• Extra virgin olive oil. This is one of the most powerful anti-inflammatory sources. Use it to make dressings or drizzle it on your salad!
  • Cook with spices. Turmeric and ginger are the 2 most powerful! Whilst you can get these in a juice shot, you can also add them to meat as it helps to neutralise the inflammation.
  • Increase your oily fish consumption (or, if vegetarian/vegan look at increasing hemp, flaxseed and potential algae supplementation – if approved by a healthcare provider). These contain omega-3 fatty acids which are powerful anti-inflammatories.
  • Mushrooms! Switch around your mushrooms from chestnut, shiitake and reishi. These contain immune regulating chemicals that help protect your immune system from inflammation.
  • Eat variety. Choose different vegetables, fruit and legumes each day. Diversity helps increase the amount of vitamins and minerals you are ingesting, which is key for boosting immunity. 
  • Including probiotics, this may come from fermented foods such as sauerkraut, kefir and kimchi. 
  • Increase vitamin D based foods, found in eggs, fish, nuts

The best thing you can do to reduce inflammation is to cut down on the pro-inflammatory foods that our food industry continue to feed us with:

  • Reduce the amount of refined sugars consumed. This is arguably the biggest driver of inflammation in today’s society (no thanks to the food industry).  This isn’t just the obvious chocolate and cakes, but also white carbohydrates – pasta, bread, rice.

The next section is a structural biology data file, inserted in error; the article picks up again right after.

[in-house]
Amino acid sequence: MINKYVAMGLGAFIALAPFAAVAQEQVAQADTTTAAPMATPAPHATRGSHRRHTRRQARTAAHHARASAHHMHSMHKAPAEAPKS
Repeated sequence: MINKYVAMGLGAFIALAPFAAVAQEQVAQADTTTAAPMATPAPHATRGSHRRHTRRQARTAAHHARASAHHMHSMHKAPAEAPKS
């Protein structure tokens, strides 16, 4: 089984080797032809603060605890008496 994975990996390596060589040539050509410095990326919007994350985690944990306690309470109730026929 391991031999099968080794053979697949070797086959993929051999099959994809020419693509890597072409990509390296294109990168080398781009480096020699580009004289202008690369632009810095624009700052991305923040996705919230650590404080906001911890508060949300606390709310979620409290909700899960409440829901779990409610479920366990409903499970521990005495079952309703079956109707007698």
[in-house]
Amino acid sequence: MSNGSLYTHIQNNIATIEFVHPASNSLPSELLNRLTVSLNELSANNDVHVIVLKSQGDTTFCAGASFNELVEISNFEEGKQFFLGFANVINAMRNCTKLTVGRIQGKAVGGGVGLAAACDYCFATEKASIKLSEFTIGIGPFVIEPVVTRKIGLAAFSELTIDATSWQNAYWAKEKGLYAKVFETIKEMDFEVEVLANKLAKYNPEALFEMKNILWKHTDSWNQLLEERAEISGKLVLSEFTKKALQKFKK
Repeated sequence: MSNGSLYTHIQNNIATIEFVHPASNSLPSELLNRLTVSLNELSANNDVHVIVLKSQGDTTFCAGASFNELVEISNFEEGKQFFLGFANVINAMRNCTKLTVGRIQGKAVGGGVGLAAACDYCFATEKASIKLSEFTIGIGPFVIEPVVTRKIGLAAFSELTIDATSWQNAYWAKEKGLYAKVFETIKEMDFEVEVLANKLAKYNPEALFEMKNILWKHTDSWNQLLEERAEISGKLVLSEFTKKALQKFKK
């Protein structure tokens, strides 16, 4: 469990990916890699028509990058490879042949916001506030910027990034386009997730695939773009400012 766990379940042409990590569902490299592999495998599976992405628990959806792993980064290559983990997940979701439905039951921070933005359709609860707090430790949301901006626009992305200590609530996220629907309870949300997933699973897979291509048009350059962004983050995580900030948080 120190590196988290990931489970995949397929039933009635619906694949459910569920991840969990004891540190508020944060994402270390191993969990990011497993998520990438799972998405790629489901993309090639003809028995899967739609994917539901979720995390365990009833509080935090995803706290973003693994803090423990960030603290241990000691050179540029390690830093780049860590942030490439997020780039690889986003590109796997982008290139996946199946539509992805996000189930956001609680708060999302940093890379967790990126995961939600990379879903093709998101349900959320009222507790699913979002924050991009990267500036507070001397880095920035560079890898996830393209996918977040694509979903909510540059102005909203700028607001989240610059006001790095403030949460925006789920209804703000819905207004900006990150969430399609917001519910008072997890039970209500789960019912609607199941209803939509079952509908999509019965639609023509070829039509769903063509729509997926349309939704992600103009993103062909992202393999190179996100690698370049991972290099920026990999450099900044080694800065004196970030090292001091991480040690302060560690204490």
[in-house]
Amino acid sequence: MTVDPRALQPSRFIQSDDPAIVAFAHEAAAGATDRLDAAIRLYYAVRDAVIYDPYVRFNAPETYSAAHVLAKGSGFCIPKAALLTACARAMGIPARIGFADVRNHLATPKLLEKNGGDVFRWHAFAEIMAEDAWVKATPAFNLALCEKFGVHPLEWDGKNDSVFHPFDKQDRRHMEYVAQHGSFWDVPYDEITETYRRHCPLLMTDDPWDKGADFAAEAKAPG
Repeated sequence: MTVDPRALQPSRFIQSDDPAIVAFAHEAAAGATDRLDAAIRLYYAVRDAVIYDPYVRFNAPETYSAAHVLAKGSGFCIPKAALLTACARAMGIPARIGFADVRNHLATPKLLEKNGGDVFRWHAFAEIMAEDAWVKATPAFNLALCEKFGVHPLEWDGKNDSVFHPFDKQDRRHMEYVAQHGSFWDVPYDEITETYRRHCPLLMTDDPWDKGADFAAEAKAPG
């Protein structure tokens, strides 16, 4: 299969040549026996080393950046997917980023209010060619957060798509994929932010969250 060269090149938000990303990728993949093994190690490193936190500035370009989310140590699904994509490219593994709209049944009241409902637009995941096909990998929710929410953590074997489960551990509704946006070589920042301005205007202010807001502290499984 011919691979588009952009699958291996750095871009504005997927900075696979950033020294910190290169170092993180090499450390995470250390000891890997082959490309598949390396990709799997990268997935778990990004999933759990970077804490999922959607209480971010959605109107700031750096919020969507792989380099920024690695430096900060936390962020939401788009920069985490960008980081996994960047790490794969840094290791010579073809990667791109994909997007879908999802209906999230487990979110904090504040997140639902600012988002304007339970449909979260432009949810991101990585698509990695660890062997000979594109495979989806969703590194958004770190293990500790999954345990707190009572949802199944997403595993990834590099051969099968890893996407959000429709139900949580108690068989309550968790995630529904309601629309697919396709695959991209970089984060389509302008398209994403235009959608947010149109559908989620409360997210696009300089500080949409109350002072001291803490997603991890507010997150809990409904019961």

• Beware of ‘low sugar’ and ‘low fat’ options, look out for sucrose, fructose and any other ‘ose’. 
  • Reduce alcohol and fizzy drinks
  • Avoid processed foods and those containing trans fats, e.g. margarine, dressings fillers, bread
  • Avoid burnt food and deep fried food as these foods are pro-inflammatory

Lifestyle interventions:

Our lifestyle also has a large impact on inflammation – with increasingly more sedentary lifestyles, pollution and pressures within the workplace.

  • Manage stress levels by engaging in meditation, or anything that helps you to switch off. As hard as it may be in the world we live in, it is important to stay disciplined with this. Stress can be a strong initiator of inflammation as it can disrupt cortisol and glucose regulation.
  • Movement – low-moderate intensity exercise is best if you are stressed. For example, a long walk or cycle.
  • Reduce toxic exposure.
  • Establish a good sleep wake routine. 
  • Stop smoking. 

Drivers of inflammation are everywhere in the Western World, it is hard to stay away from it. Inflammation is also cumulative – the more of the drivers you are exposed to the greater the risk of chronic inflammation. However, even by just picking on a few of the above to focus on you will be helping to reduce the risk of chronic inflammation.

If you believe that you are suffering with inflammation and finding it hard to navigate or change your ways, please feel free to get in contact at

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Melanie Wilkinson

I am a Registered Nutritionist, Nutritional Therapist, Neuroscientist, and former athlete. I specialise in weight management, chronic health conditions, and female and mental health, catering specifically to high-achieving, executive-level individuals navigating a busy lifestyle.